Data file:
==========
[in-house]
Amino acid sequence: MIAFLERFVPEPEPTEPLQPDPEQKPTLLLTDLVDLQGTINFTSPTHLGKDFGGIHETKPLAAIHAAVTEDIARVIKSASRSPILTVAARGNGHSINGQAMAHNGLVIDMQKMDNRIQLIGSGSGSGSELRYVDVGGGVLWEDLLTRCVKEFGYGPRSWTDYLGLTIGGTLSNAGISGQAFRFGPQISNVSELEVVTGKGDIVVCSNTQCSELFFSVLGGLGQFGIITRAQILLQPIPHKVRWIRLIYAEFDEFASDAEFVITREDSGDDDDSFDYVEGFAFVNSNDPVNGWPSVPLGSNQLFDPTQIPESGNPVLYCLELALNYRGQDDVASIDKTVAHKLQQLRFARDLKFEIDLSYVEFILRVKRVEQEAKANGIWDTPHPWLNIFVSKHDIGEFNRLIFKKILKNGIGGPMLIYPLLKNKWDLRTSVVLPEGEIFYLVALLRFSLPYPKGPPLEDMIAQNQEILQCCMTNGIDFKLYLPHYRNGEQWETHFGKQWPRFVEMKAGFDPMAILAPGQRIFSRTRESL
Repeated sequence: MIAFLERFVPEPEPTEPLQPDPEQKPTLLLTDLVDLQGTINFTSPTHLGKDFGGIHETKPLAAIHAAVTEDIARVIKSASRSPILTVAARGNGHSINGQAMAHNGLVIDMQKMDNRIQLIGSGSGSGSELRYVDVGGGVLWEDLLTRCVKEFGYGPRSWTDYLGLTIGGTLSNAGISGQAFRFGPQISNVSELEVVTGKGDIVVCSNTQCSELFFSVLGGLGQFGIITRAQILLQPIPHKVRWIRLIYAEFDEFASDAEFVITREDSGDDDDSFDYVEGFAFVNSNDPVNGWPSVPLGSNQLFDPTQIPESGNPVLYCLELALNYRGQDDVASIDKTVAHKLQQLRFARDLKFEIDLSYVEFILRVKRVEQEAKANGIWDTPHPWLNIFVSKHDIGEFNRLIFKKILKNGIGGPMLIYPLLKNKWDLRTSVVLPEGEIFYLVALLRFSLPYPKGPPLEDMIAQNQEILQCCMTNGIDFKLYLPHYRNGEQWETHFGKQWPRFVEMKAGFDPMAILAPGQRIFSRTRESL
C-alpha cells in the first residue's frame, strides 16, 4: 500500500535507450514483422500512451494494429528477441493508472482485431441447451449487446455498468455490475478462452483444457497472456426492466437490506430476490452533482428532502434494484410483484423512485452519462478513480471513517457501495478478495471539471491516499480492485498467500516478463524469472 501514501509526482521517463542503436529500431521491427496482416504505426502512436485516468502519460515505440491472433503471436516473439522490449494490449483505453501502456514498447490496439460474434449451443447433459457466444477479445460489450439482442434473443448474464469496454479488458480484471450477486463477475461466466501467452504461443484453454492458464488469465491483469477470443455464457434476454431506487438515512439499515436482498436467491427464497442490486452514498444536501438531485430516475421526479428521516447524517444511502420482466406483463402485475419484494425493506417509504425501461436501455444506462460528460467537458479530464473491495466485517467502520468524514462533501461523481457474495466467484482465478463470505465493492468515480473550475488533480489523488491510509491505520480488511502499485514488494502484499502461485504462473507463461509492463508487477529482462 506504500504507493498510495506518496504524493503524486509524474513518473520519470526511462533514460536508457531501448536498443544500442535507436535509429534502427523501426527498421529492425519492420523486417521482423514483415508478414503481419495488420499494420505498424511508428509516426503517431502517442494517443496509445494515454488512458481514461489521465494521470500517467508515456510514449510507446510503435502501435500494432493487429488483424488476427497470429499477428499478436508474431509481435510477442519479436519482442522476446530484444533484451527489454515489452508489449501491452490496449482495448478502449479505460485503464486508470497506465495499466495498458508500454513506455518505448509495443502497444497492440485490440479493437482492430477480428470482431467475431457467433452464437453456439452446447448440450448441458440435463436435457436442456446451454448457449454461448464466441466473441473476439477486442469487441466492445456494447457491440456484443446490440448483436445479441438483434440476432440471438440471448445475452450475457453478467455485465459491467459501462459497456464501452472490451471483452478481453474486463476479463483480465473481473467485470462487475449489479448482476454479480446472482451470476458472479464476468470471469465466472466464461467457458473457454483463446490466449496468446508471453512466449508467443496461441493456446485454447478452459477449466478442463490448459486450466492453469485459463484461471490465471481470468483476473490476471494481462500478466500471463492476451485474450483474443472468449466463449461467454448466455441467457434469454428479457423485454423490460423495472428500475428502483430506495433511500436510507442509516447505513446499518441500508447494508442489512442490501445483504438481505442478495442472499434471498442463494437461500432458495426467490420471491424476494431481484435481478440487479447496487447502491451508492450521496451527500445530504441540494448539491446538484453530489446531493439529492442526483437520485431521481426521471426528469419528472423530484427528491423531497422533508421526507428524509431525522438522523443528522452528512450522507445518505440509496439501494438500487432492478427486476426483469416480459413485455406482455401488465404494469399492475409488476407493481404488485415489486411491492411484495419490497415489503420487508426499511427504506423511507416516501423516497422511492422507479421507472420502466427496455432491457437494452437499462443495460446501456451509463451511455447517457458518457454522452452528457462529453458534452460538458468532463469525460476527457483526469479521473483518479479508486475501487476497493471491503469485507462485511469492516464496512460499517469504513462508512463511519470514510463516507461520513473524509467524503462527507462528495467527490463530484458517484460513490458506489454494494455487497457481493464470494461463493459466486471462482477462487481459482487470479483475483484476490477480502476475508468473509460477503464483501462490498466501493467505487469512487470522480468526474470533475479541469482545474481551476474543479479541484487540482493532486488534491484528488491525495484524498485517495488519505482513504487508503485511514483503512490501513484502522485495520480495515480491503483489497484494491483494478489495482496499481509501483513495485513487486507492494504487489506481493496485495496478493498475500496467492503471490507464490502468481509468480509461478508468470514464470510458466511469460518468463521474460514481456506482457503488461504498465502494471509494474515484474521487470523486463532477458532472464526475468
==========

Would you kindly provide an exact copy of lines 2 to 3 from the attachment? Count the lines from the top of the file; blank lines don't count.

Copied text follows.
Amino acid sequence: MIAFLERFVPEPEPTEPLQPDPEQKPTLLLTDLVDLQGTINFTSPTHLGKDFGGIHETKPLAAIHAAVTEDIARVIKSASRSPILTVAARGNGHSINGQAMAHNGLVIDMQKMDNRIQLIGSGSGSGSELRYVDVGGGVLWEDLLTRCVKEFGYGPRSWTDYLGLTIGGTLSNAGISGQAFRFGPQISNVSELEVVTGKGDIVVCSNTQCSELFFSVLGGLGQFGIITRAQILLQPIPHKVRWIRLIYAEFDEFASDAEFVITREDSGDDDDSFDYVEGFAFVNSNDPVNGWPSVPLGSNQLFDPTQIPESGNPVLYCLELALNYRGQDDVASIDKTVAHKLQQLRFARDLKFEIDLSYVEFILRVKRVEQEAKANGIWDTPHPWLNIFVSKHDIGEFNRLIFKKILKNGIGGPMLIYPLLKNKWDLRTSVVLPEGEIFYLVALLRFSLPYPKGPPLEDMIAQNQEILQCCMTNGIDFKLYLPHYRNGEQWETHFGKQWPRFVEMKAGFDPMAILAPGQRIFSRTRESL
Repeated sequence: MIAFLERFVPEPEPTEPLQPDPEQKPTLLLTDLVDLQGTINFTSPTHLGKDFGGIHETKPLAAIHAAVTEDIARVIKSASRSPILTVAARGNGHSINGQAMAHNGLVIDMQKMDNRIQLIGSGSGSGSELRYVDVGGGVLWEDLLTRCVKEFGYGPRSWTDYLGLTIGGTLSNAGISGQAFRFGPQISNVSELEVVTGKGDIVVCSNTQCSELFFSVLGGLGQFGIITRAQILLQPIPHKVRWIRLIYAEFDEFASDAEFVITREDSGDDDDSFDYVEGFAFVNSNDPVNGWPSVPLGSNQLFDPTQIPESGNPVLYCLELALNYRGQDDVASIDKTVAHKLQQLRFARDLKFEIDLSYVEFILRVKRVEQEAKANGIWDTPHPWLNIFVSKHDIGEFNRLIFKKILKNGIGGPMLIYPLLKNKWDLRTSVVLPEGEIFYLVALLRFSLPYPKGPPLEDMIAQNQEILQCCMTNGIDFKLYLPHYRNGEQWETHFGKQWPRFVEMKAGFDPMAILAPGQRIFSRTRESL